Sept. 24 - Hit and Run AVI Food Service Manger reported damage to his vehicle it was parked Are you interested in volunteering while having fun with friends and gaining valuable leadership experience? If so, Alpha Phi Omega is the fraternity for you! We are a co-ed service fraternity with the core values of leadership, friendship, and service. We do many service projects each semester-last semester’s projects included going to the Ronald Mcdonald house to serve dinner, making valentines for senior citizens, and reading to kids at a library program. We have a pledging period with absolutely no hazing and a a small fee each semester. Check out our facebook page APO Lambda Omega Chapter at California University of PA and for more information and questions email apo@ calu.edu. Be part of a national organization while helping others and rush APO!


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CAL TIMES

SEPTEMBER 30, 2011

Kawehi Performs By Diane Cywinski For the Cal Times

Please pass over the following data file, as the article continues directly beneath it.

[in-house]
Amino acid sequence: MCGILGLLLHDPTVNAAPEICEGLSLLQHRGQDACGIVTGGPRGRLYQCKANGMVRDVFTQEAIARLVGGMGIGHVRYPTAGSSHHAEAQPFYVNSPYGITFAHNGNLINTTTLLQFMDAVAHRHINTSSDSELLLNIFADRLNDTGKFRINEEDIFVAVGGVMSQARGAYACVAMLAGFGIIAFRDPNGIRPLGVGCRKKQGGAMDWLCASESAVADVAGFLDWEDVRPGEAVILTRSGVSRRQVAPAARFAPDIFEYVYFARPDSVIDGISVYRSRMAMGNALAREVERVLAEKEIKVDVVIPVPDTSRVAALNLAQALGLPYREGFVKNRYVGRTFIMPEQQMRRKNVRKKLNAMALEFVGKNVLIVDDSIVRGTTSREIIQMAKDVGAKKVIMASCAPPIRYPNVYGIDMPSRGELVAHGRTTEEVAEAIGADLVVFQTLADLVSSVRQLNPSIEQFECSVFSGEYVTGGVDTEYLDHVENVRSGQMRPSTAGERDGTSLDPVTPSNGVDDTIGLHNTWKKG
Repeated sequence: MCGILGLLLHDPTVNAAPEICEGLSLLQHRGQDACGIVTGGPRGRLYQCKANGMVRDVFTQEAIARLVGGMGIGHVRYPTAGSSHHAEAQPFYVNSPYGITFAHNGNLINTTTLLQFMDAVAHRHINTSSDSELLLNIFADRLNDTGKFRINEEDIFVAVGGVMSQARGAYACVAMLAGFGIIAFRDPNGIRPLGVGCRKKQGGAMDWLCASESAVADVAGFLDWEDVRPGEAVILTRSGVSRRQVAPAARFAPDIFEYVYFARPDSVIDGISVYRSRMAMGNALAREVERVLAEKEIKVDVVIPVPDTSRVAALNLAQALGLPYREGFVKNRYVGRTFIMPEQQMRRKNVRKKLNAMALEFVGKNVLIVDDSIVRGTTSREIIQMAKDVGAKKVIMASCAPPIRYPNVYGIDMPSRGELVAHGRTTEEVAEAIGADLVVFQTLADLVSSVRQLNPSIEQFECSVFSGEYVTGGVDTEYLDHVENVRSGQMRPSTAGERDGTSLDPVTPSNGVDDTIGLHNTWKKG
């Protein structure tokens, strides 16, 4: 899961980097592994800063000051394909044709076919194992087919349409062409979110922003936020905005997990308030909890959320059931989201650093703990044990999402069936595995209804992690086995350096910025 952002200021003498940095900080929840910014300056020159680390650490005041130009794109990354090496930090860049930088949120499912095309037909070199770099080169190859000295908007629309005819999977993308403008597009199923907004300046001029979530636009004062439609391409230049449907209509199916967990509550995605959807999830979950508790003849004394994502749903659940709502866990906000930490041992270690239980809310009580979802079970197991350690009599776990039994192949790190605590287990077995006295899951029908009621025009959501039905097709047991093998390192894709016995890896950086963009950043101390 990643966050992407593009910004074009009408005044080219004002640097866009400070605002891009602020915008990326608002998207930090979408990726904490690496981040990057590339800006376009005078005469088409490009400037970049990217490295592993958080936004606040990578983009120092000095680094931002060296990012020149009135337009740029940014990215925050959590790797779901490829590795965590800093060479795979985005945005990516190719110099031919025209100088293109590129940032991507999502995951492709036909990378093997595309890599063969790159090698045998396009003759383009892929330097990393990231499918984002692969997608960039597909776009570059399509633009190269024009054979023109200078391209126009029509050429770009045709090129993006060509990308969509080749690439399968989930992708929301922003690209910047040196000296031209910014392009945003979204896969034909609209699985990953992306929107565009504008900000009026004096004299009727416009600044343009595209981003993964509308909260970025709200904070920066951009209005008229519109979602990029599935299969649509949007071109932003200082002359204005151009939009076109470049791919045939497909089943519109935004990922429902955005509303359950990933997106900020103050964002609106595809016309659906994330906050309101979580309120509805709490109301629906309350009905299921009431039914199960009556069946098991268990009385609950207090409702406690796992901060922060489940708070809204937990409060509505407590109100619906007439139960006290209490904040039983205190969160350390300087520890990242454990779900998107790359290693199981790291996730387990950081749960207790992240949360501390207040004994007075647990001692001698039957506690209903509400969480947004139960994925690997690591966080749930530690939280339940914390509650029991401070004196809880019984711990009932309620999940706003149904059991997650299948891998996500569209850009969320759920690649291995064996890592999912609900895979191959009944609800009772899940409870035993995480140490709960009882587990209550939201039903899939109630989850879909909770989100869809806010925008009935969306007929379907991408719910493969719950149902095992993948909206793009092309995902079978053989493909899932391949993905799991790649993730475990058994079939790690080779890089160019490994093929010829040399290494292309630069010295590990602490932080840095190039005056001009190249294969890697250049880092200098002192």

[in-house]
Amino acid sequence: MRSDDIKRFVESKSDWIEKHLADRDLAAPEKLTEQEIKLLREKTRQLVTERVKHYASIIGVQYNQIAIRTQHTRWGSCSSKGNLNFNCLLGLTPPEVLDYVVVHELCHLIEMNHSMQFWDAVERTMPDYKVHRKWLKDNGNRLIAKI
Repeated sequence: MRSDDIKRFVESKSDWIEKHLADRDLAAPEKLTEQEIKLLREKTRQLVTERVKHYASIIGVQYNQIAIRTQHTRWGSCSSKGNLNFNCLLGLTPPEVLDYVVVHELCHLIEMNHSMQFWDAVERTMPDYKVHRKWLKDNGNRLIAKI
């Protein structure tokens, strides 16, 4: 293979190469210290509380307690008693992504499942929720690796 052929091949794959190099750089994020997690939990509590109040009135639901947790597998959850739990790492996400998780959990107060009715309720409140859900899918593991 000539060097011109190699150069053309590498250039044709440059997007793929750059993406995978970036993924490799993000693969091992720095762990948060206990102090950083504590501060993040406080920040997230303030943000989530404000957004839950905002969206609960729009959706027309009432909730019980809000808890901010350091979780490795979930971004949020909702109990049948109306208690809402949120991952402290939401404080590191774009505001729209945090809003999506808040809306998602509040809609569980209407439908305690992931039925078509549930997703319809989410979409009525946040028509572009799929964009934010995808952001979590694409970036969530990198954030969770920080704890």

The Underground Café hosted Kawehi on Sept. 22. Her music filled the student union while students enjoyed free coffee and non-alcoholic mixed drinks for the Lau theme. Kawehi performed songs from her first full-length album, “Songs From My Apartment”. She surprised the audience with a few covers including “Baby Got Back” and “Billie Jean”. Her down to earth persona and enthusiastic attitude had the audience fully engaged during the entire performance. Kawehi spent the afternoon in the studio recording the hook to “Lonely Road,” for California University’s own Daeshawn Ballard, Rich Baur, and Scott Spindler. Kawehi was born and raised in Hawaii and currently resides in Los Angeles. She is an acoustic singer/songwriter who started her musical journey at the age of five when she started learning piano. Eventually she got tired of lugging around her heavy keyboard, and about four years ago she decided it was time to start playing the guitar. Kawehi takes her guitar everywhere now and enjoys writing in a different style. “You have to change instruments, to change your musical style,” Kawehi said. Her musical inspiration stems from other artists including The